The Environmental Protection Agency has slapped a $775,000 fine and various other penalties on Brentwood-based Tractor Supply after the company last decade imported more than 28,000 all-terrain vehicles and engines fro China that did not meet U.S. emissions standards or were labeled incorrectly. In some cases, the government says, vehicles had incorrect model names or came with engines more powerful than they were labeled as being.
The settlement requires Tractor Supply Company to implement a rigorous corporate compliance plan that requires regular vehicle and engine inspections, emissions and catalyst testing, staff training and reporting for five years. Tractor Supply Company will also mitigate potential adverse environmental effects of equipment already sold to consumers, which is estimated by EPA to be up to 23.5 tons of excess hydrocarbon and nitrogen oxide emissions and 12.2 tons of excess carbon monoxide emissions.
Walden Asset Management's efforts to have filtration and packaging company Clarcor report in much more detail on its sustainability efforts has failed for the second year in a row — but the firm has picked up some support in the past 12 months. At Clarcor's recent annual shareholders' meeting, 17.4 million shares were cast in favor of Walden's proposal, while 21.1 million shares were cast against the plan. A year ago, those numbers were 14.3 million and 21.5 million, respectively.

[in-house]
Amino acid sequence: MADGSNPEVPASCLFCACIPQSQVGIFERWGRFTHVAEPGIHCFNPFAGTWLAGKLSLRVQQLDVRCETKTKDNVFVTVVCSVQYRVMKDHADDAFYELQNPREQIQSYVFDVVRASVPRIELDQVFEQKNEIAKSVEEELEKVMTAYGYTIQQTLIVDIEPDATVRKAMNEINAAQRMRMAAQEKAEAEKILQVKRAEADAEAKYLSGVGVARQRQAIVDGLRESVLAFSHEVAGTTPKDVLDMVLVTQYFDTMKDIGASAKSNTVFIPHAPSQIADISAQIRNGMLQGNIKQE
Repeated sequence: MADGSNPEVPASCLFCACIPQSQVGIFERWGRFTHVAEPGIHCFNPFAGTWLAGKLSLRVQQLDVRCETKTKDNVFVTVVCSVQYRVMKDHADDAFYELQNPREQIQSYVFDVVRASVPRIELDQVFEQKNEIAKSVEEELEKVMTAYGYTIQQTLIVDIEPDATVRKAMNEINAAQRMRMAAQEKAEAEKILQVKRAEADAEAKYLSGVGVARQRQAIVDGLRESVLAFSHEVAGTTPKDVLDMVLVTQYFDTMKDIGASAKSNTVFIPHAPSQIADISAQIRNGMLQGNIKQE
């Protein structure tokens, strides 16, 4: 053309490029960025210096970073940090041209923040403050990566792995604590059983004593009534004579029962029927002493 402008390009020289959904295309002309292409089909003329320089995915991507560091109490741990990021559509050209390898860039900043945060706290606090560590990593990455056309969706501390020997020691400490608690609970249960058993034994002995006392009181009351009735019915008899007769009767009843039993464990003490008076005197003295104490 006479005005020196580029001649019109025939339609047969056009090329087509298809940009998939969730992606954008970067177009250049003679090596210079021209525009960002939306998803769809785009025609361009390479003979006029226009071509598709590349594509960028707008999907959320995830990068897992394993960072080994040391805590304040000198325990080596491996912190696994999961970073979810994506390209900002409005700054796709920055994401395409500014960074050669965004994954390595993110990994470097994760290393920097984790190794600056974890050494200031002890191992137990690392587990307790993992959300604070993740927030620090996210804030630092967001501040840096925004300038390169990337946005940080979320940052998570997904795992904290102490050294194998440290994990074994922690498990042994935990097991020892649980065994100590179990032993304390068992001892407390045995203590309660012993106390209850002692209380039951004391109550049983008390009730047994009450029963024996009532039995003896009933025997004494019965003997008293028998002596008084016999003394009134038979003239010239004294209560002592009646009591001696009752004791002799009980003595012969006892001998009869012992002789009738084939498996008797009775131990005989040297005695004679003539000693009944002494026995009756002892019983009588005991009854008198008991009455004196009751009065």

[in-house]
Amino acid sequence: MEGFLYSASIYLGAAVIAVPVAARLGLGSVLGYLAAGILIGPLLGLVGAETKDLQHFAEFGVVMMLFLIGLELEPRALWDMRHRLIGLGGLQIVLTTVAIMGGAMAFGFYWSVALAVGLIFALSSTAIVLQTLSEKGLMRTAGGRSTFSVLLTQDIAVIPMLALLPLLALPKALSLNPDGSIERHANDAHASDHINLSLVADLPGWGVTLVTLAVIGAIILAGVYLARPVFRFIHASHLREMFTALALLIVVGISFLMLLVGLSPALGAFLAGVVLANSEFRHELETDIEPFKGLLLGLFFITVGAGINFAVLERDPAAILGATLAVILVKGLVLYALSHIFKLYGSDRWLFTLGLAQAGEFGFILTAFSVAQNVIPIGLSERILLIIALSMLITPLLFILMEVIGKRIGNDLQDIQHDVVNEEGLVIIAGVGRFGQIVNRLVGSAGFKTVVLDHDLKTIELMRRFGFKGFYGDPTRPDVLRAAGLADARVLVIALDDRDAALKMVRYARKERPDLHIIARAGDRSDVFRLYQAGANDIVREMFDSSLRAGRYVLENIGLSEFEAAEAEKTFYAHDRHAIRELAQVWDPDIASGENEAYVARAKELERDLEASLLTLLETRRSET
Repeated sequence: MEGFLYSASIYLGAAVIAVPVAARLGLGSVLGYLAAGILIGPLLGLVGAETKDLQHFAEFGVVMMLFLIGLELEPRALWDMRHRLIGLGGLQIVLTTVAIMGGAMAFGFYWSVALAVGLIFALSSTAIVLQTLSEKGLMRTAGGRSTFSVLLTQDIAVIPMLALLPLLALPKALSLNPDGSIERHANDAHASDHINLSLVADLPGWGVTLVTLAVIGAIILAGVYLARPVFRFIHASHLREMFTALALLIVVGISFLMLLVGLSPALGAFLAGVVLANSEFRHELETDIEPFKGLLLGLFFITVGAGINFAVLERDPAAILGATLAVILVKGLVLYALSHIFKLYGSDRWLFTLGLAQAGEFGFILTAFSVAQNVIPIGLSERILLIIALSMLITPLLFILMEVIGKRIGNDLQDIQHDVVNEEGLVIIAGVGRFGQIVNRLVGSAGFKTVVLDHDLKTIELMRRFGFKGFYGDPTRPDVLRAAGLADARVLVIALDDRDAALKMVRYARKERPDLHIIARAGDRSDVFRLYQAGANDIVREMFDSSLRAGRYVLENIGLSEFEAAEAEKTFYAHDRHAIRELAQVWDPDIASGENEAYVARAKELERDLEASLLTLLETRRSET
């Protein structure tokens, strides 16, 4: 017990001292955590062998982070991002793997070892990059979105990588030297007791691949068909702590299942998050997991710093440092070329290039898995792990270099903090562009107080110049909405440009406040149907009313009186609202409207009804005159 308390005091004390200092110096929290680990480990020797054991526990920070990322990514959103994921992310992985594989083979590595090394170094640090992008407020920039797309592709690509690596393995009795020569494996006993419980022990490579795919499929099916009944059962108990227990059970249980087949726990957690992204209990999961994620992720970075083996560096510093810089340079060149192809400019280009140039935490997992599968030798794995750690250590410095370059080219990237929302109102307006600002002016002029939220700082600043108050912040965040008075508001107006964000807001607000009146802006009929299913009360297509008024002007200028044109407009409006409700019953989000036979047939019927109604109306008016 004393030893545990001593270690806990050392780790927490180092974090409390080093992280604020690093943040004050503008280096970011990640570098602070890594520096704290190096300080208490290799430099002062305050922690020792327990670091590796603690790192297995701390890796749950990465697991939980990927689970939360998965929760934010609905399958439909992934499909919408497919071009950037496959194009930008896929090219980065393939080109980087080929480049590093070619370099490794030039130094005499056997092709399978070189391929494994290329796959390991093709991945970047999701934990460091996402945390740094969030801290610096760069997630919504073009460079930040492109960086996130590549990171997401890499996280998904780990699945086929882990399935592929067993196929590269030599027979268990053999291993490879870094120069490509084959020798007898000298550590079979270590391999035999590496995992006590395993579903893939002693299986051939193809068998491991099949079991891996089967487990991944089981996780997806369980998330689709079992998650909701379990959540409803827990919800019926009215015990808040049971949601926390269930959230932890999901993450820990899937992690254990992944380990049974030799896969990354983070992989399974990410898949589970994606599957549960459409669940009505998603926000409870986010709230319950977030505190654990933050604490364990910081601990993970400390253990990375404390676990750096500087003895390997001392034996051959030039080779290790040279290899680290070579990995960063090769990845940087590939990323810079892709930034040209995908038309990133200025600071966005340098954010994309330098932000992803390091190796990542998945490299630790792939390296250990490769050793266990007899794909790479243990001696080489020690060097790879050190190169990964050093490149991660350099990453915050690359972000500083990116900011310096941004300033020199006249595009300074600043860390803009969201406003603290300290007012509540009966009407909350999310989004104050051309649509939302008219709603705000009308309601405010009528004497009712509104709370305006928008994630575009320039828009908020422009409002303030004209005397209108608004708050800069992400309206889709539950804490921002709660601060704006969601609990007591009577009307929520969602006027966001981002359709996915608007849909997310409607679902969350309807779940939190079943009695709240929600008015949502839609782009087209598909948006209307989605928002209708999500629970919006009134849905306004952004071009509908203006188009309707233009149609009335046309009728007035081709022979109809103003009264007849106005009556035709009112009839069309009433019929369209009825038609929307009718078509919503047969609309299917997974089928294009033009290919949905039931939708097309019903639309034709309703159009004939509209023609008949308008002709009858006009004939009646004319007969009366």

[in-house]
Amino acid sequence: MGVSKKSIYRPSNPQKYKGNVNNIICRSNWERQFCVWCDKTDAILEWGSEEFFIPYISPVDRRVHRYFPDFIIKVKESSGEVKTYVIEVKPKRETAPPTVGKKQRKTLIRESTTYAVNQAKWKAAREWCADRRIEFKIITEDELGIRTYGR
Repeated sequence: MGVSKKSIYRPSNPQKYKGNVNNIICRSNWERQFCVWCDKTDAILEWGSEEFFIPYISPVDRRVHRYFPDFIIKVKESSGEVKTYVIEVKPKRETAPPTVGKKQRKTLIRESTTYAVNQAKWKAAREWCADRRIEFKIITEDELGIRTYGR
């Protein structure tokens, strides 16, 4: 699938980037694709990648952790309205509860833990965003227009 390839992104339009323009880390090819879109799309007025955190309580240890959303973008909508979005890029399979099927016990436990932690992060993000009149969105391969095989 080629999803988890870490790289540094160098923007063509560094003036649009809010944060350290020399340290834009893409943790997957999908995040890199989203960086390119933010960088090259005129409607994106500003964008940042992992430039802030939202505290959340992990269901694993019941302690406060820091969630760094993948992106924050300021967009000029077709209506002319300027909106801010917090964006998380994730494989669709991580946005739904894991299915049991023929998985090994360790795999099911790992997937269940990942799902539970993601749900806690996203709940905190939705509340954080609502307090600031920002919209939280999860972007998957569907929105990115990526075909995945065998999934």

The Tennessee Chamber of Commerce & Industry has hired Amy Arnold Martin to serve as associate vice president of environment and energy.
Martin, a graduate of Carson-Newman College, will handle the chamber’s legislative and policy initiatives in those two sectors. Martin comes to the chamber from the Tennessee Valley Authority, where she was responsible for overseeing relationships with public officials in Middle Tennessee, including working with members of the Tennessee General Assembly.
“Amy understands policy and the role business plays in our legislative process and will continue our strong tradition at the chamber of dedicated leadership,” said Chamber President Catherine Glover. “Her deep knowledge and expertise in environmental and energy programs, coupled with her legislative acumen is an asset to the business community in Tennessee.”
Martin has in the past also worked as a policy advisor to the federal co-chair of the Appalachian Regional Commission, where she oversaw the development of rural economic and community development policy initiatives, and as the legislative liaison for the Tennessee Department of Commerce and Insurance.
Stites & Harbison attorney Bill Penny has been named chairman of the American Bar Association’s Section of Environment, Energy and Resources. He is the first Tennessean to lead the group, which has more than 11,000 members.
Penny has practiced environmental law and litigation for more than 30 years and also has served as general counsel for the Tennessee Department of Environment & Conservation. He will serve as chair of the ABA's environment, energy and resources section through July of next year.
“The practice of environmental, energy and resources law continues to evolve as we encounter new environmental and political challenges,” Penny said. “Lawyers are now practicing in the areas of climate change and sustainability, which were only conceptual areas of law a few years ago. While the mainstream environmental practice will continue, our ABA section will review, evaluate and position ourselves to meet the needs of an ever-changing legal environment, locally, nationally and internationally.”
Penny also teaches environmental law and administrative law at The Nashville School of Law.
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